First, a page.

Your email recipients are just like you: they plow through the inbox looking for which emails to delete, not which emails to read. Dodge the delete key with compelling emails – answer these questions before building an email campaign or writing your first email.
- What is my objective? Too many emails try to do too much. Identify one central point for your email and focus on that.
- What do I want the email to accomplish? Generally, it’s not to sell or to convert a lead; that’s what landing pages are for. Nine times out of ten, the purpose is simply to get a click to the landing page.
- What can I include about the recipient? That’s what databases are for – keep track and use pertinent information as one more way to strengthen the relationship.
- Do I sound like a marketing department? You’re a person – sound like one. Leave out jargon, buzz words, and corporate-speak.
- Do I have permission? Never email anyone unless they’ve opted in. Ever.
- Who is sending the email? A communication doesn’t take place between departments. Sending an email from “Sales@XYZcompany.com” is just cold.
- Is my message clear? If your email includes five links to four different landing pages, an abundance of images that serve no purpose, or doesn’t follow a logical order, the answer is no.
- Am I communicating what’s relevant to my reader? If you’re cross-selling, reference the prior purchase or the service already provided. Let them know you’ve paid attention. Again, this is what your database is for.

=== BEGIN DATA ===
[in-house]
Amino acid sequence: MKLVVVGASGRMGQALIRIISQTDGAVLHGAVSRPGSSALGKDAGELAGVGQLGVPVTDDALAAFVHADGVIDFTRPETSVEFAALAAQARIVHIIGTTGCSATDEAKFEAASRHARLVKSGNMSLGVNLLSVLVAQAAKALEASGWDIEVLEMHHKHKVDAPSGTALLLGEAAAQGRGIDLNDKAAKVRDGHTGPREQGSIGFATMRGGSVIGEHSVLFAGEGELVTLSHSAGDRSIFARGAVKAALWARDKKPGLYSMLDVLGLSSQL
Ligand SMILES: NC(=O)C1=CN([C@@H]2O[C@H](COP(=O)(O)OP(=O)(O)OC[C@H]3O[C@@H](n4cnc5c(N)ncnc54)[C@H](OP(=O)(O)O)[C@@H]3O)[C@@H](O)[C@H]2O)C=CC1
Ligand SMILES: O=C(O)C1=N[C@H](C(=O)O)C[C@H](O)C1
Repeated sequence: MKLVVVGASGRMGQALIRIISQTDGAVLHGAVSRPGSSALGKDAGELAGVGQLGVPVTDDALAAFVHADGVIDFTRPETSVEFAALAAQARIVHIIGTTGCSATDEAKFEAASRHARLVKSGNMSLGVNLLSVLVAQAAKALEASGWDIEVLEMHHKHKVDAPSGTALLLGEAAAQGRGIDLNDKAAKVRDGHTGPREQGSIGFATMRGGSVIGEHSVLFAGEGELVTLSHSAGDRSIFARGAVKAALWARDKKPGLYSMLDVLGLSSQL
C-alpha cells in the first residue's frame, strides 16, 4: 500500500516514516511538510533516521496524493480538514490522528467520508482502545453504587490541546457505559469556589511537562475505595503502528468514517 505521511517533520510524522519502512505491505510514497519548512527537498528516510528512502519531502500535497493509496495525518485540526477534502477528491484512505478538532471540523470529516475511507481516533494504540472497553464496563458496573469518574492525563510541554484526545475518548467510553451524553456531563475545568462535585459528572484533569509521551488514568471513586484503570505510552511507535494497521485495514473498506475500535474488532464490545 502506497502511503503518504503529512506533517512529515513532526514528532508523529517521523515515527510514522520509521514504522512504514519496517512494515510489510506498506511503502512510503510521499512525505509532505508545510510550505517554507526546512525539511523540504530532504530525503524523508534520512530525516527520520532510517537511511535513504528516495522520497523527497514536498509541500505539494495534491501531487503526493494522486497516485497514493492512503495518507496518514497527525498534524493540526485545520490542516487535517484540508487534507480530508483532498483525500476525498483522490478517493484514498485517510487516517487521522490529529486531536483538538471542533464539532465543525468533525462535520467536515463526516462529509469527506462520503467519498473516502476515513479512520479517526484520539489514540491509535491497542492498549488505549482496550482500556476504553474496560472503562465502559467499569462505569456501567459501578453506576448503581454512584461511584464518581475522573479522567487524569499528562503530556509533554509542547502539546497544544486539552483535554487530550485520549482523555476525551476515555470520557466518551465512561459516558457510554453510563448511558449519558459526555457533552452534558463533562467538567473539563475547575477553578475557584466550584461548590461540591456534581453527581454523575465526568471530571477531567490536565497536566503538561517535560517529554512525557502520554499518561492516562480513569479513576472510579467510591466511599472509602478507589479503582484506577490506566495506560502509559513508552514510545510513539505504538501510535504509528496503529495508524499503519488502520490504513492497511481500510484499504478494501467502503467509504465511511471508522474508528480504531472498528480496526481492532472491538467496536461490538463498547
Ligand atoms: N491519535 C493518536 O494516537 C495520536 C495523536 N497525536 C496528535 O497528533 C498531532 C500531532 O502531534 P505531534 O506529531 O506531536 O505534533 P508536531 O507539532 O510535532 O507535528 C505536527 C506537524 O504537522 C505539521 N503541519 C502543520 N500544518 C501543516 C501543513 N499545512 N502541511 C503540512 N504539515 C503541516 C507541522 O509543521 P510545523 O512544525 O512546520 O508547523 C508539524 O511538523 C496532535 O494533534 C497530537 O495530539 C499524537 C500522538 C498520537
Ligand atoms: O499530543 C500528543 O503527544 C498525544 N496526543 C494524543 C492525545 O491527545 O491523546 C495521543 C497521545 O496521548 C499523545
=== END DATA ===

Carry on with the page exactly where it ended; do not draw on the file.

- What is my value proposition? Your reader wants to know, “Why should I buy from you and not your competitor?” Give a reason that resonates with their specific needs.
- How will you know when I’m successful? Even experts can design emails that don’t deliver the goods. You’ll never know what lift you can get from a message or campaign unless you test variations. The ultimate goal is lead conversion. No matter how much success you are having, can that number double with a little tweak?
- How can I get my email read? Craft a subject line that includes a “what’s in it for me” benefit. Then add second subject line at the top of the email that expands on the benefits, right above the personal salutation.
Email marketing remains an effective sales and marketing strategy to reach your customers and prospects. Pay attention to fundamental principles and you’ll stand out from the pack.
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